Sunday 28 February 2010

Nery-a-cross word

This curious device is named a 'Ner-a-Car' and aptly too, for it is neither a motorcycle nor a car but successfully combines the bad points of each. Heralded as the new 'best thing on wheels' by its inventor, one American gentleman named Carl Neracher, it was made under licence by the grandly titled Sheffield Simplex company of Kingston upon Thames. For the mechanically inclined it has friction drive involving the forcing of a buffalo-hide covered roller against a brass flywheel which effectively, or rather, ineffectively gives speeds of slow and not-so-slow. It has two brakes, both on the rear wheel and operated independently. The handlebars are really there as a place to rest your arms, for the device is hub-steered like a car and despite the primitive appearance the motorcycle can be manouvered by moving your bodyweight in the required direction. The handling is extremely stable and quite in advance of anything of its time.

Having always been fascinated by the off-beat when it comes to transportation I heard of this device languishing in a disused fish shed in Maldon, Essex. The owner was charming but already had too many sick donkeys in his sanctuary and saw that I would give it a warm, dry stable. It is in what we old vehicle freaks call 'oily rag condition' which means that it's very original but has never received the dignity of polish - rather it has been preserved by liberal applications of a diesel-soaked rag. Consequently it looks (and smells) quite delightful. Having lugged the beast home I studied the miniscule instruction manual and it struck me that here was a machine that was quite serious in its intent; it would be laughed off the market today but must have been quite a revelation back in 1922. Apparently the Ner-a-Car was advertised in magazines like Country Life as well as in Legal and professional medical journals. Many found a following amongst midwives and country doctors, particularly attracted (it says here) by the ease of control and the comprehensive weather equipment. I can tell you that I doff my cap to the sturdy midwives of the 1920's for it is anything but easy to ride requiring octopus-like dexterity to even start the machine in motion. However, on a flat surface, like a billiard table, say, and with a fair wind behind you on an extremely quiet country road there is a certain charm with the tiny two stroke engine emitting clouds of noxious fumes which are thankfully left far behind as you buzz serenely along at around 25 thoroughly English miles per hour.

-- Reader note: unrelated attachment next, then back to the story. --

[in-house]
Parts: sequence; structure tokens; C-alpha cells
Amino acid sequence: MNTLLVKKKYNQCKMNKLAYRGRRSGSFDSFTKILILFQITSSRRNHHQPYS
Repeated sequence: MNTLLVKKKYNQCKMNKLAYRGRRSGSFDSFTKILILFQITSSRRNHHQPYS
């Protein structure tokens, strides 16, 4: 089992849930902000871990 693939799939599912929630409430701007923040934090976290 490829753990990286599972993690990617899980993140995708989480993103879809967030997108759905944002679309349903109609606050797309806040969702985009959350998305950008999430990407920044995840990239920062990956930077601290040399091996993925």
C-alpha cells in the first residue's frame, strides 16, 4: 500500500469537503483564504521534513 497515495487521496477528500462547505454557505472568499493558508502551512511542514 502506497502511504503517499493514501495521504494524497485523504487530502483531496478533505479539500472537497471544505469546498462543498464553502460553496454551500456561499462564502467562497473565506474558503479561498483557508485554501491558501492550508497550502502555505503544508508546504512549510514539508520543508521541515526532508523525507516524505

Last summer the lanes of a remoter part of East Sussex were home to me and the Ner-a-Car as I triumphantly completed a journey of some twenty or so miles, much of it spent with my 'assisting' the little 'bike up the mighty hills thereabouts. But I made it! and my triumphant return to that most delightful of pubs, the Six Bells, Chiddingly was greeted by gales of laughter by the crowds of young motorcyclists who gravitate there on a Sunday. Their mockery turned to undisguised amazement when I parked in their midst and to downright admiration when I regaled them with my (slightly exaggerated) tales of the open road. Ner-a-Car, Ner-a-Bike, Ner-a...nything really, just a huge amount of fun at the expense of its thoroughly worthy inventor - I love it.

Monday 22 February 2010

Government business...

Going through all the stuff that's left behind when people shuffle off this mortal coil there's always a quantity of what the dealers like to call 'printed ephemera'. This is an example. Nothing remarkable but somehow it sums up the austerity Britain in which I grew up. Of course I had no idea that I was living in austerity Britain at the time what with my free clinic orange juice and cod liver oil and machines in shoe shops that x-rayed my feet. The point is that we were being taken care of, and the government was providing for us. This notebook, dated (can you believe they'd bother to do that?) 1952 proudly states that it is 'Supplied for the Public Service'. The cover is set in Gill in just two weights with a little Times for the reference number and has the look of those 'Don't Panic' posters so popular these days - consequently it appears really quite modern. How nice it would be if rather than the ubiquitous 'red and black' notebooks so beloved of account managers today, someone would produce one of these little beauties or it's foolscap equivalent and start taking down the great matters of pith and moment. My aunt who worked for the 'Min of Ag and Fish' scribbled in thousands of these cream covered notebooks as she tramped the dairy farms of West Kent and East Surrey in her mission of enforcing dairy hygiene and eradicating TB. Her journeys, upon which I occasionally accompanied her took place initially in her MG 'Y' Type sporting saloon, actually a rather underpowered device which however smelled delightful and gave one the impression of traveling around in a drawing room. As dusk approached the orange glow from the octagonal dashboard instruments proved mesmerising and I was normally sound asleep by the time we arrived home. I can still catch the aroma of her Chanel Number Five mixed with Morney's Lilly of the Valley...a curious juxtaposition with her stout brogues, tweed suits and beret...there was something of P.G.Woodehouse about her. She used cattle artificial insemination rods to prop up her Chrysanthemums and took great delight in telling the vicar when he asked where she managed to find such useful items. Funny how such an insignificant object should awaken those memories.